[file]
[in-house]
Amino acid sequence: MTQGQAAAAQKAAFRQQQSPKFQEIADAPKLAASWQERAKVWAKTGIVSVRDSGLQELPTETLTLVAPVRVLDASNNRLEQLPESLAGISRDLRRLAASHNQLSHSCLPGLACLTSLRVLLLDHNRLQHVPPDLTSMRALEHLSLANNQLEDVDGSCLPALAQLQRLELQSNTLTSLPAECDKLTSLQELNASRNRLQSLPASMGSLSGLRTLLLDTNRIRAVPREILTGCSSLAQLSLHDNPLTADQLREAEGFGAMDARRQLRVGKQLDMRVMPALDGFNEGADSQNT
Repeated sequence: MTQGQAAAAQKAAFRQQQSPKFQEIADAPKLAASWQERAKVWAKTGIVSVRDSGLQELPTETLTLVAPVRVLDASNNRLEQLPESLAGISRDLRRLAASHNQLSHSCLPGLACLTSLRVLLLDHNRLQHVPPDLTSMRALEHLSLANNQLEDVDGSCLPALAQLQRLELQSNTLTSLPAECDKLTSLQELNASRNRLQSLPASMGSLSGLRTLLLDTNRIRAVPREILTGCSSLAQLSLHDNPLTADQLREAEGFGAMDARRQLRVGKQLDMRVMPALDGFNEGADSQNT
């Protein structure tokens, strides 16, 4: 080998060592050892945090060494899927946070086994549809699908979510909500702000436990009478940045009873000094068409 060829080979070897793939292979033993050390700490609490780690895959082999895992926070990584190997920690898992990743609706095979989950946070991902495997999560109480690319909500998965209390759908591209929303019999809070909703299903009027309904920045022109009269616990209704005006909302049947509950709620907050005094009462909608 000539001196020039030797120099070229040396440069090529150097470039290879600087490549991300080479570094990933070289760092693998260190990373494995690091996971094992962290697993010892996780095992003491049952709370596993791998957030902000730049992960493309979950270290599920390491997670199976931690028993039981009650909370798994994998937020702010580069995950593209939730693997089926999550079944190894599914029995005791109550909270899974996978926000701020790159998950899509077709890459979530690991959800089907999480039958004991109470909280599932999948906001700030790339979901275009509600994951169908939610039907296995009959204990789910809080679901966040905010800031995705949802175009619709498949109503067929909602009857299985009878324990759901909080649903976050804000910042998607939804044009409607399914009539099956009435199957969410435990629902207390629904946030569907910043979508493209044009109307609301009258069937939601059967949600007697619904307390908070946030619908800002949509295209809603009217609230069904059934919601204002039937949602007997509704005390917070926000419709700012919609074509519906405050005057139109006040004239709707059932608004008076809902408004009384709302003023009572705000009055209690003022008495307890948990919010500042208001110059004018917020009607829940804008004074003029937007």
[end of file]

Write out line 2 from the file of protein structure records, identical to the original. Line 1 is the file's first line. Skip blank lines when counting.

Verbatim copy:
Amino acid sequence: MTQGQAAAAQKAAFRQQQSPKFQEIADAPKLAASWQERAKVWAKTGIVSVRDSGLQELPTETLTLVAPVRVLDASNNRLEQLPESLAGISRDLRRLAASHNQLSHSCLPGLACLTSLRVLLLDHNRLQHVPPDLTSMRALEHLSLANNQLEDVDGSCLPALAQLQRLELQSNTLTSLPAECDKLTSLQELNASRNRLQSLPASMGSLSGLRTLLLDTNRIRAVPREILTGCSSLAQLSLHDNPLTADQLREAEGFGAMDARRQLRVGKQLDMRVMPALDGFNEGADSQNT